Gotham’s season finale capped off a year that made great improvements on its predecessor by embracing the more gonzo and outlandish aspects that the other superhero shows shy from. The complex histories, and futures in fact, shared by these characters enriches this hour of television which could be summarized as simply a villain with a ticking time bomb. While the anti-climatic climax to this episode, entitled Transference, will most likely sour the memory of this finale, the disappointment is vastly outweighed by the visuals of these memorable characters colliding in iconic locales and the possibilities set up by the cliffhanger.
Down to the very color scheme of this episode, it is about the monsters created by this city’s corruption. Hugo Strange’s inducement of all the villains in Arkham Asylum is only possible because of the cruel actions of anti-heroes like Jim Gordon, who had his own monstrous inducement in the form of Clayface infiltrating the Police Department as him. The truth is quickly found out (this is only an hour after all) when Jim’s friends saw all the flaws in Clayface’s façade, which makes me believe there is hope for the future Commissioner but more on that later.
The show is more fun and interesting when it gets blunt with its metaphors. The mama of his child, Leslie Thompkins, is weighing heavily on Jim Gordon’s mind and has him thinking about his impact on others. The moment Jim breaks free, he snaps right back to the hero suit we he wears well to but you can tell that Hugo Strange’s deep dive into his psyche, and the seeing the broken mirror reflection of himself, still haunted him even as he rallied the others to prevent a bomb from exploding. The world of Gotham is a very different place after this finale, and you can see that internalized by Jim’s revelations. Through the years the show has been on the air, Ben McKenzie has been only allowed to play the stoic lead but this season finale finally broke his steely pathology. Up until this point, he has only been playing Jim Gordon though but now he got to play a villain. His Clayface performance of Jim Gordon was a refreshing slice of wacky comedy in the middle of all the character drama that was going on around it.
The way the show used Arkham was very satisfying as fan service. All the characters happen to leave off on a heroic note for a very villain centric season. The material that the show writers pulled from to make this finale and for the third season (ie The Court of Owls) means the next season will test the heroes’ mettle. The way the show left its villains ensured that they would have an interesting trajectory next season as well, a point made clear during the episode’s final shocking moments. While Bruce Wayne is busying himself with recently introduced Court of Owls, Fish’s bus of mutants descend upon Gotham… a doppelgänger of Bruce along with them.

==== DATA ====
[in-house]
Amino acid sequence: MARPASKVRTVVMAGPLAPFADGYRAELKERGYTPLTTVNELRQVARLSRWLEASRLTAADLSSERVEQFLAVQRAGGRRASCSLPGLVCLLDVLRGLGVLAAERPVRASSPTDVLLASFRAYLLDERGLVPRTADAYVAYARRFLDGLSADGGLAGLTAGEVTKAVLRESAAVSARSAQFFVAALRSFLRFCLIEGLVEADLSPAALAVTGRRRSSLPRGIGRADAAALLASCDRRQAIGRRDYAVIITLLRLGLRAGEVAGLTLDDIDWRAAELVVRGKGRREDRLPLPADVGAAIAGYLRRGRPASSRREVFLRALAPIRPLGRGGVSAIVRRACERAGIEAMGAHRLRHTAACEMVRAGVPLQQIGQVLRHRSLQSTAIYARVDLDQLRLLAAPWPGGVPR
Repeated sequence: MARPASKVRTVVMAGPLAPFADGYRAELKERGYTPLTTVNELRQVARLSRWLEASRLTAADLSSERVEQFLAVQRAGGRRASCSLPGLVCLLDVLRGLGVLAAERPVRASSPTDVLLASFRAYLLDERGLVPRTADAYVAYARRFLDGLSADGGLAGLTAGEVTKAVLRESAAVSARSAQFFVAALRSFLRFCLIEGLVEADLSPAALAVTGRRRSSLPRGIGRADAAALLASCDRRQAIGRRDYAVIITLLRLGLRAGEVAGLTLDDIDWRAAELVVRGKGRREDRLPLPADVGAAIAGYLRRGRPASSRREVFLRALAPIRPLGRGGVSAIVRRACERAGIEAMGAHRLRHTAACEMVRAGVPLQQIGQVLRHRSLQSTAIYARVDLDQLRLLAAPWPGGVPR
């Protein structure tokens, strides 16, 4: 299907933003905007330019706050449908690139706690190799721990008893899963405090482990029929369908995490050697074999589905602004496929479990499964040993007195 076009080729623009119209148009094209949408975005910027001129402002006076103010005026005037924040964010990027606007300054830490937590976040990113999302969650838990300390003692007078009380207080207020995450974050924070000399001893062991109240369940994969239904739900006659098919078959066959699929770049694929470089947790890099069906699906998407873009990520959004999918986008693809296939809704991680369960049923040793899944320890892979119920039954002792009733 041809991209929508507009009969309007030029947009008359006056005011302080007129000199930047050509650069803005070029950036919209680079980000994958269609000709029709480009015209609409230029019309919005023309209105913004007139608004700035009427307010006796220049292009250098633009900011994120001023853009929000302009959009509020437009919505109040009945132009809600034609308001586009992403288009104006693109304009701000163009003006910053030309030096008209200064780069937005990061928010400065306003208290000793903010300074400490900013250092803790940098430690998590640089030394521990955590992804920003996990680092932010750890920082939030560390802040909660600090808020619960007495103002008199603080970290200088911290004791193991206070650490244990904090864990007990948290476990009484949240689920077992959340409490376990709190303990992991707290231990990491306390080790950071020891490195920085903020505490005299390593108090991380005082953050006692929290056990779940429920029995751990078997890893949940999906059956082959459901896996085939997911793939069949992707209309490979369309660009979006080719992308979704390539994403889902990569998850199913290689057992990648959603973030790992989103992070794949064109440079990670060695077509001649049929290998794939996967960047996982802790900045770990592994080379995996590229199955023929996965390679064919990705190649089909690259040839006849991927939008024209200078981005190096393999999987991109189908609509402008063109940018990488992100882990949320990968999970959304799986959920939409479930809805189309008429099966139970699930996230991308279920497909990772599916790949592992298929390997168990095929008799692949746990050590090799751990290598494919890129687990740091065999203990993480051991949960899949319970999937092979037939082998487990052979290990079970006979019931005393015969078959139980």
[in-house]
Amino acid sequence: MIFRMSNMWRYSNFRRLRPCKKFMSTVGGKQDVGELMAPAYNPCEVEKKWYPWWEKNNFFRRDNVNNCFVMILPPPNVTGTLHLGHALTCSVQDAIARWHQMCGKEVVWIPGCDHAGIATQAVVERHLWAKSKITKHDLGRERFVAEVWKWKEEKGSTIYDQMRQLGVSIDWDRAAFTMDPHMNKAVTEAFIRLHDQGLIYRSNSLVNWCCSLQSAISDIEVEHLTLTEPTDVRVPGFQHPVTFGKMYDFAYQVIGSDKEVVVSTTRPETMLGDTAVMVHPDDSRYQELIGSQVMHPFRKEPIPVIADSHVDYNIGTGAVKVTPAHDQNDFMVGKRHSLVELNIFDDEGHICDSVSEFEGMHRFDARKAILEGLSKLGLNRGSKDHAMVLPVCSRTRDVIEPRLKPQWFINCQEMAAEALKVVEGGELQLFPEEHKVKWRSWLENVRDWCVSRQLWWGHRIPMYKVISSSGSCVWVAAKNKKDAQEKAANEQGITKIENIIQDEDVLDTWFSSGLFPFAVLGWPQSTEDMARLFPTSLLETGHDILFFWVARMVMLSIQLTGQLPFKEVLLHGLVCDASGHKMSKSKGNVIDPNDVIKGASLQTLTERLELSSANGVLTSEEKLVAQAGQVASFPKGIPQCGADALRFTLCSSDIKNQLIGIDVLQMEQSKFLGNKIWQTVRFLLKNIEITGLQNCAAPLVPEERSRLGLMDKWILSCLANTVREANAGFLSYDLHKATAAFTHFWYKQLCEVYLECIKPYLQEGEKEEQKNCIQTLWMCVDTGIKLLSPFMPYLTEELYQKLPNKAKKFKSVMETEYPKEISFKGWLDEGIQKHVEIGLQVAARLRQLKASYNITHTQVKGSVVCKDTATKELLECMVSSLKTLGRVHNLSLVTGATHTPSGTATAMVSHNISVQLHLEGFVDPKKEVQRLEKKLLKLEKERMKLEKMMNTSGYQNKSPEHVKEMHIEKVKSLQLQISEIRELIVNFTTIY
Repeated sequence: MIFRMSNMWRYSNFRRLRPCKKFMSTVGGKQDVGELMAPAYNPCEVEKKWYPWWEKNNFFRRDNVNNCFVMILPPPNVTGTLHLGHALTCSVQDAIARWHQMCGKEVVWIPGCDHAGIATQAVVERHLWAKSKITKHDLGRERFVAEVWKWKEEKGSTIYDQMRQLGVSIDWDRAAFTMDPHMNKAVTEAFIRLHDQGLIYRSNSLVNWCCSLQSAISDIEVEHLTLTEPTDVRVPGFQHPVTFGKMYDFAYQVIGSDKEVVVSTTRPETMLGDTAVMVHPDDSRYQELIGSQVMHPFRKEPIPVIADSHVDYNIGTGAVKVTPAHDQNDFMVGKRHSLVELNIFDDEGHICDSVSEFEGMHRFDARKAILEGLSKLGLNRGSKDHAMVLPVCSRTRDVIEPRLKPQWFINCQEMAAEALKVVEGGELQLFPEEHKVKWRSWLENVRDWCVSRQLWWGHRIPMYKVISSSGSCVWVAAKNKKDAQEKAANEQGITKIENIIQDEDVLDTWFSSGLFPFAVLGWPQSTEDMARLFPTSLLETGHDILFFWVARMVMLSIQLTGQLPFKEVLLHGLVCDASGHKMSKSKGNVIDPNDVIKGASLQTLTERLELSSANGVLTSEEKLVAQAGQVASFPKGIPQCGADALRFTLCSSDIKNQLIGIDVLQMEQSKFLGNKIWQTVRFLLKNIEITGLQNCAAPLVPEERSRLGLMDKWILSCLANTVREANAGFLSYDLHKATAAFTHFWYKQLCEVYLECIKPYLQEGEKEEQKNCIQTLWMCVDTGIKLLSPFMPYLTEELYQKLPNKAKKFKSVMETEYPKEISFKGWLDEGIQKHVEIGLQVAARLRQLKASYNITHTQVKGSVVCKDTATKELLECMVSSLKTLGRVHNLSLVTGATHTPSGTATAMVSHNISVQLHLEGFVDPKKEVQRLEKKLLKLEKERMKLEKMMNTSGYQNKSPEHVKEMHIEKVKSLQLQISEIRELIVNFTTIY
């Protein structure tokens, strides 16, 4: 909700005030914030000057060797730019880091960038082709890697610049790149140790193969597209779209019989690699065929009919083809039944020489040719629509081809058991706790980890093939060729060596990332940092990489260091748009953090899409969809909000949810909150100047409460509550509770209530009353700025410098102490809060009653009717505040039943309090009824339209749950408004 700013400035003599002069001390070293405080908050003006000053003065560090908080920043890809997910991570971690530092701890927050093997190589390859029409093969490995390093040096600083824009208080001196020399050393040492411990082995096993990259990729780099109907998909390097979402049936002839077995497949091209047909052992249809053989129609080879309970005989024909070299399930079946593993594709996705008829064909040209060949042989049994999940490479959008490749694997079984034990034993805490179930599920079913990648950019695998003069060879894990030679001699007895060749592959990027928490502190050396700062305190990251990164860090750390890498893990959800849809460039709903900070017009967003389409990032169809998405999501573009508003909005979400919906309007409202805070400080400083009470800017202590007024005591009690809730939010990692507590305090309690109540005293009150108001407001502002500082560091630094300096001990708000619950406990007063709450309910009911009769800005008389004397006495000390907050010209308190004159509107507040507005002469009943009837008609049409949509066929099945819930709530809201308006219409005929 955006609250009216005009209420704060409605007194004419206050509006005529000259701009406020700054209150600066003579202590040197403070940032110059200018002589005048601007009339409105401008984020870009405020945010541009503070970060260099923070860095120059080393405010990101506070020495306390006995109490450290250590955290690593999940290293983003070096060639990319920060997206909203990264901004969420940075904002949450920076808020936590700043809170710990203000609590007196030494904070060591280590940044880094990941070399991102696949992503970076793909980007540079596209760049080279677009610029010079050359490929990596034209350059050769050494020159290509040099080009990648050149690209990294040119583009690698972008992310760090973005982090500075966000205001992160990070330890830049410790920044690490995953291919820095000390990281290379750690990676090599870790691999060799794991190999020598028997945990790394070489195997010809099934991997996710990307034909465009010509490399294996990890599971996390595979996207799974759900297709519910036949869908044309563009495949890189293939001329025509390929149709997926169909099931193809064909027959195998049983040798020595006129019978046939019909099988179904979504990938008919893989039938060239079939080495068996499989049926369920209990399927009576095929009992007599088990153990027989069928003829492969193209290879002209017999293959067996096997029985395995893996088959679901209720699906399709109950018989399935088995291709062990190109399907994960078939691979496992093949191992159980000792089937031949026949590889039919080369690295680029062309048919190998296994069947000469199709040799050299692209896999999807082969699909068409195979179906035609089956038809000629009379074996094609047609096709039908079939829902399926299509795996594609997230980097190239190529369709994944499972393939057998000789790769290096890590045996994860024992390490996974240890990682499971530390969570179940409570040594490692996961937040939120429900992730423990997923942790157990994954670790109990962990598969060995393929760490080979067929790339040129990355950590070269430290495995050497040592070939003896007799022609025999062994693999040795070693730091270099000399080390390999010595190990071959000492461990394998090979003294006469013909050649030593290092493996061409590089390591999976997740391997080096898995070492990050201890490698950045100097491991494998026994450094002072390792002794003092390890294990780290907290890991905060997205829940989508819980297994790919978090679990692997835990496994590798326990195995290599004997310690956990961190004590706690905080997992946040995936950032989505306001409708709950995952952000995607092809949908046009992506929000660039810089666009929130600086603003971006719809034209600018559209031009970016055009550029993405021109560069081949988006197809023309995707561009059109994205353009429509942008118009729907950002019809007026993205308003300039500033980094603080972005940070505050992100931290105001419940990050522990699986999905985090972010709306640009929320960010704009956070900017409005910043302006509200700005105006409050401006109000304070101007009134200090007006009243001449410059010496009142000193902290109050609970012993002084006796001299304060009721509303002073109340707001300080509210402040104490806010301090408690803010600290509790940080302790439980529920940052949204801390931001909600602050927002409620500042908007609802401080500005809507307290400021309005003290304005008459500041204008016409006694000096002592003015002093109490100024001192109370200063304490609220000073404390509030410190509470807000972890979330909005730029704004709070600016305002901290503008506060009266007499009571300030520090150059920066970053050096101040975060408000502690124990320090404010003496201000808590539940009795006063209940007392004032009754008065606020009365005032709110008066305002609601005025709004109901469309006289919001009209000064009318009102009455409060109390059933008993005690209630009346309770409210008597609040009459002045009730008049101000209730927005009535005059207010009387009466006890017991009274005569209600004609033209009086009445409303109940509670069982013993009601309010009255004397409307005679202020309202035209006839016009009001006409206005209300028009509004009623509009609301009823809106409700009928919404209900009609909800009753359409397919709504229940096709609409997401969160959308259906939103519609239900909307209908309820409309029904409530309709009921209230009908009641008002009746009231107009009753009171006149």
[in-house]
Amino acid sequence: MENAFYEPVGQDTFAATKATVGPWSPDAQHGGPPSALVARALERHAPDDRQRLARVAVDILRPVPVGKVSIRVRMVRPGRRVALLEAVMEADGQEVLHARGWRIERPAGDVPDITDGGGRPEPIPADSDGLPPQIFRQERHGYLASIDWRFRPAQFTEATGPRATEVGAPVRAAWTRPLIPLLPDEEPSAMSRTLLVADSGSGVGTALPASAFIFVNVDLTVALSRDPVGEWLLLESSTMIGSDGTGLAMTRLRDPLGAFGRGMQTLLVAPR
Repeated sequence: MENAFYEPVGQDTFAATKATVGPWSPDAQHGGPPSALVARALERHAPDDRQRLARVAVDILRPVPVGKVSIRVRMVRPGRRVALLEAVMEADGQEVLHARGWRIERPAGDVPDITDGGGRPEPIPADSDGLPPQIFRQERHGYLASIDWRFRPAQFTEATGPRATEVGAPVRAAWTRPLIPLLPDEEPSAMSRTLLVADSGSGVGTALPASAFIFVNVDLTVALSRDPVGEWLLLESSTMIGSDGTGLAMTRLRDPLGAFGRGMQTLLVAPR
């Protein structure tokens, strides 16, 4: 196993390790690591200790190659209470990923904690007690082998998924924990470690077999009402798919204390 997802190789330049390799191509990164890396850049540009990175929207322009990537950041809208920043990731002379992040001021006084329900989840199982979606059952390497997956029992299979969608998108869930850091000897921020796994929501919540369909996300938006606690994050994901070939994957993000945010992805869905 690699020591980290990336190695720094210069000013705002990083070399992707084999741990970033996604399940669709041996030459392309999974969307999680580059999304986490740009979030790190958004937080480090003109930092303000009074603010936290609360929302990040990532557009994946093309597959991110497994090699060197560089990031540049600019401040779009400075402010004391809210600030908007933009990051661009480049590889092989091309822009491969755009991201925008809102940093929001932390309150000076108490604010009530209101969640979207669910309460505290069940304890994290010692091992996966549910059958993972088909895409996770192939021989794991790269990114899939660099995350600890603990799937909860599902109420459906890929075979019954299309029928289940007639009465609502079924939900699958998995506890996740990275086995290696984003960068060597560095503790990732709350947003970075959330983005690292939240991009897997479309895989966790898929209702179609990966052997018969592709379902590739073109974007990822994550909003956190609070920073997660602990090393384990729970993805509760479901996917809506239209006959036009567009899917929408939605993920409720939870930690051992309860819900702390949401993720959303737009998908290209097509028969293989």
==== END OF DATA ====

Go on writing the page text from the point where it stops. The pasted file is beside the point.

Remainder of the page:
The show could figuratively barely contain the weight of all the stories it told during this season, and all those stories and nightmares literally burst free on Gotham’s streets during the last moments of the season. The show’s writers service the operatic themes more than anything, as shown by this twist. Elsewhere on television, superheroes are more concerned with being human and grounded (which is not a slight in the least), but I appreciate Gotham’s more mythic approach to these characters and origins considering that many think of them as “Modern Myths”.
While most shows have their sights set on setting up the bad guys for their next season, I feel this show set theirs up perfectly right in the finale. Therefore, instead of having a season focused on the villains, the third season should focus on creating the heroes of Gotham. The writers should do this by first introducing new allies in the fight against the darkness in Gotham, like reporter Vicki Vale and even a pre Manbat Kirk Langstrom. The goal of the third season, however, would be Jim Gordon’s rehabilitation into a role model fit for the future Dark Knight, Bruce Wayne.